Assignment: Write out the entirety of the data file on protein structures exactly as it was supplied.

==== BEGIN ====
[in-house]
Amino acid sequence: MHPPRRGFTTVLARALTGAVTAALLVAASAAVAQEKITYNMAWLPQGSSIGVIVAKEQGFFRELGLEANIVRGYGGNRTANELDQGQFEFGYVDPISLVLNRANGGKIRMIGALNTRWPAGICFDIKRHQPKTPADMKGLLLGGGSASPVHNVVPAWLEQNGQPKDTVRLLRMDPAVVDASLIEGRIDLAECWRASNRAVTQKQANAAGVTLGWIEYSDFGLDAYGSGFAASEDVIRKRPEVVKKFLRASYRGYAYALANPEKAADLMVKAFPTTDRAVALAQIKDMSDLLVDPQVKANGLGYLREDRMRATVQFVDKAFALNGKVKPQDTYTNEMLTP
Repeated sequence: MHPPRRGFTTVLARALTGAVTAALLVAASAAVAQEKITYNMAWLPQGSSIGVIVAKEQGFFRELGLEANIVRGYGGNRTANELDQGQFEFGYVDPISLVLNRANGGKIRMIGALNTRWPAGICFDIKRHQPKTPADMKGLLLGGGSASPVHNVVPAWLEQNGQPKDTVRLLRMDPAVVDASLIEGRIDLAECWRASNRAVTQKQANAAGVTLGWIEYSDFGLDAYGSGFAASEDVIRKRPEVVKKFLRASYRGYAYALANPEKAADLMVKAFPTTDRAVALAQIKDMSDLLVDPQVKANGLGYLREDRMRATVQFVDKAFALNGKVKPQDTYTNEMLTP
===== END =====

[in-house]
Amino acid sequence: MHPPRRGFTTVLARALTGAVTAALLVAASAAVAQEKITYNMAWLPQGSSIGVIVAKEQGFFRELGLEANIVRGYGGNRTANELDQGQFEFGYVDPISLVLNRANGGKIRMIGALNTRWPAGICFDIKRHQPKTPADMKGLLLGGGSASPVHNVVPAWLEQNGQPKDTVRLLRMDPAVVDASLIEGRIDLAECWRASNRAVTQKQANAAGVTLGWIEYSDFGLDAYGSGFAASEDVIRKRPEVVKKFLRASYRGYAYALANPEKAADLMVKAFPTTDRAVALAQIKDMSDLLVDPQVKANGLGYLREDRMRATVQFVDKAFALNGKVKPQDTYTNEMLTP
Repeated sequence: MHPPRRGFTTVLARALTGAVTAALLVAASAAVAQEKITYNMAWLPQGSSIGVIVAKEQGFFRELGLEANIVRGYGGNRTANELDQGQFEFGYVDPISLVLNRANGGKIRMIGALNTRWPAGICFDIKRHQPKTPADMKGLLLGGGSASPVHNVVPAWLEQNGQPKDTVRLLRMDPAVVDASLIEGRIDLAECWRASNRAVTQKQANAAGVTLGWIEYSDFGLDAYGSGFAASEDVIRKRPEVVKKFLRASYRGYAYALANPEKAADLMVKAFPTTDRAVALAQIKDMSDLLVDPQVKANGLGYLREDRMRATVQFVDKAFALNGKVKPQDTYTNEMLTP